Article

The Impact of E-Learning in Medical Education

Division of Gerontology, University of Miami Miller School of Medicine, Miami, FL, USA.
Academic Medicine (Impact Factor: 2.93). 04/2006; 81(3):207-12. DOI: 10.1097/00001888-200603000-00002
Source: PubMed

ABSTRACT

The authors provide an introduction to e-learning and its role in medical education by outlining key terms, the components of e-learning, the evidence for its effectiveness, faculty development needs for implementation, evaluation strategies for e-learning and its technology, and how e-learning might be considered evidence of academic scholarship. E-learning is the use of Internet technologies to enhance knowledge and performance. E-learning technologies offer learners control over content, learning sequence, pace of learning, time, and often media, allowing them to tailor their experiences to meet their personal learning objectives. In diverse medical education contexts, e-learning appears to be at least as effective as traditional instructor-led methods such as lectures. Students do not see e-learning as replacing traditional instructor-led training but as a complement to it, forming part of a blended-learning strategy. A developing infrastructure to support e-learning within medical education includes repositories, or digital libraries, to manage access to e-learning materials, consensus on technical standardization, and methods for peer review of these resources. E-learning presents numerous research opportunities for faculty, along with continuing challenges for documenting scholarship. Innovations in e-learning technologies point toward a revolution in education, allowing learning to be individualized (adaptive learning), enhancing learners' interactions with others (collaborative learning), and transforming the role of the teacher. The integration of e-learning into medical education can catalyze the shift toward applying adult learning theory, where educators will no longer serve mainly as the distributors of content, but will become more involved as facilitators of learning and assessors of competency.

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Available from: Michael J Mintzer, Oct 20, 2014
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    • "To date there has never been a specific origin of elearning , the term most likely originated during the 1980's, within the similar time frame of another delivery mode ISSN 2289-1358 © 2015 JISRI All rights reserved 9(3), 11-19, December 2015 Page 2 online learning (Joi, Camille & Krista, 2011). Triacca et al. (2004) added that e-learning was a type of online learning and others refers as web-based learning, web-based training, learning objects or distance learning, distributed learning, computer-assisted instruction, or Internet-based learning, open/ flexible learning (Jorge et al., 2006; Dringus & Cohen, 2005; Khan, 2001; Hassan, 2007; Triacca et al., 2004; Wagner, 2001). Other researchers like Urdan and Weggen (2000) and Hassan (2007) mentioned e-learning as the delivery of learning by electronic media; internet, intranets, extranets, satellite broadcast, audio/video tape, interactive TV, and CDROM and in line with Ellis (2004)'s beliefs, who said that E-learning not only covers content and instructional methods delivered via CD-ROM, the Internet or an Intranet but also includes audio-and videotape, satellite broadcast and interactive TV. "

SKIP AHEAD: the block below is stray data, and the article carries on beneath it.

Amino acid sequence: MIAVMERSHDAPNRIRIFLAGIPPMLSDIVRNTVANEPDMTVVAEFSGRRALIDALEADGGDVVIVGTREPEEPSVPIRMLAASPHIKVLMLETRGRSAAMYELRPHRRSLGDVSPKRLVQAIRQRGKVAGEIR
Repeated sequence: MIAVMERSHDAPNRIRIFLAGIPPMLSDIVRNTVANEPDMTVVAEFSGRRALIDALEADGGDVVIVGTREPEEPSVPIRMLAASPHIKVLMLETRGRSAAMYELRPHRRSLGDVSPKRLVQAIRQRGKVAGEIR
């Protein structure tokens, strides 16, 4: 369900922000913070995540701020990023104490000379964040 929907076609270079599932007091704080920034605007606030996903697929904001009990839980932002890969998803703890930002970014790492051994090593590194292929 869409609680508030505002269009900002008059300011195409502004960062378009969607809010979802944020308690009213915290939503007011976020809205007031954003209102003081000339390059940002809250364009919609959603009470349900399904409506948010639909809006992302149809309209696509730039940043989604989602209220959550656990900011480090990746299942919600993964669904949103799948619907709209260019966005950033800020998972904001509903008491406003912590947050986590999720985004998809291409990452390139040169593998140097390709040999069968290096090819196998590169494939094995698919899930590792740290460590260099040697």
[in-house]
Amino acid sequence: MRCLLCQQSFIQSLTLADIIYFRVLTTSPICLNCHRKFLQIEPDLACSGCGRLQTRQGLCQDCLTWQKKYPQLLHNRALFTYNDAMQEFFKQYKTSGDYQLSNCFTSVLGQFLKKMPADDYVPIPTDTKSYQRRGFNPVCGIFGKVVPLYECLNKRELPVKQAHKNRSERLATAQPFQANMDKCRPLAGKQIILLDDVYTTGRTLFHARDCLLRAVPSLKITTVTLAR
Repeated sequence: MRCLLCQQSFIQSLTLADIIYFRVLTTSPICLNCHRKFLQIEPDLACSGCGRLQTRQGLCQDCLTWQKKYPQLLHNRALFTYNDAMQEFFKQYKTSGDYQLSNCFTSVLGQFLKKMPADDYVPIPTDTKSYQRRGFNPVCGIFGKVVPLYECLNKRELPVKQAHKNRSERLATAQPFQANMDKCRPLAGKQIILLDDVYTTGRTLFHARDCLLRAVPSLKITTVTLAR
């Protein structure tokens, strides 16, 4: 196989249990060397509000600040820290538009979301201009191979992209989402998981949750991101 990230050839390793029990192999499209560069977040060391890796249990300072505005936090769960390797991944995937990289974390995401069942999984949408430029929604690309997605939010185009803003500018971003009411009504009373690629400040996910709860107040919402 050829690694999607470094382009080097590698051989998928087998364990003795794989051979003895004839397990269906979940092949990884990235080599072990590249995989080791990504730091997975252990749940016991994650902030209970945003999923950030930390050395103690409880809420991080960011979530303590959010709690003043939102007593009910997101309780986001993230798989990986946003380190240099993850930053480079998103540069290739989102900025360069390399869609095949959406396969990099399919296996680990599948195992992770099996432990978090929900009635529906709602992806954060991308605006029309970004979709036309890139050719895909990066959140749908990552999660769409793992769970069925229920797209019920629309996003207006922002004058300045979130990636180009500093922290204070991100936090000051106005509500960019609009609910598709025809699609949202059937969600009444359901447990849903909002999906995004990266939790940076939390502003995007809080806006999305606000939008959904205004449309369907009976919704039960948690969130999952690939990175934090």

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    • "Therefore, WBL is effective only if successfully integrated in curricula and consistently used by learners [23]. Given the comparable educational outcomes of WBL and traditional methods [18] [19] [21], it is crucial to assess the feasibility [24] of WBL implementation in order to balance expense and educational benefits, especially for departments with limited resources. The WBL literature provides little guidance on how to assess the feasibility of implementing a new teaching modality . "
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    • "Blended learning techniques (i.e. online/live teaching combinations) [28] [29] lend themselves well to delivery across geographic boundaries . Trainee or junior specialist observerships, exchanges and fellowships could be facilitated through this global cooperation. "
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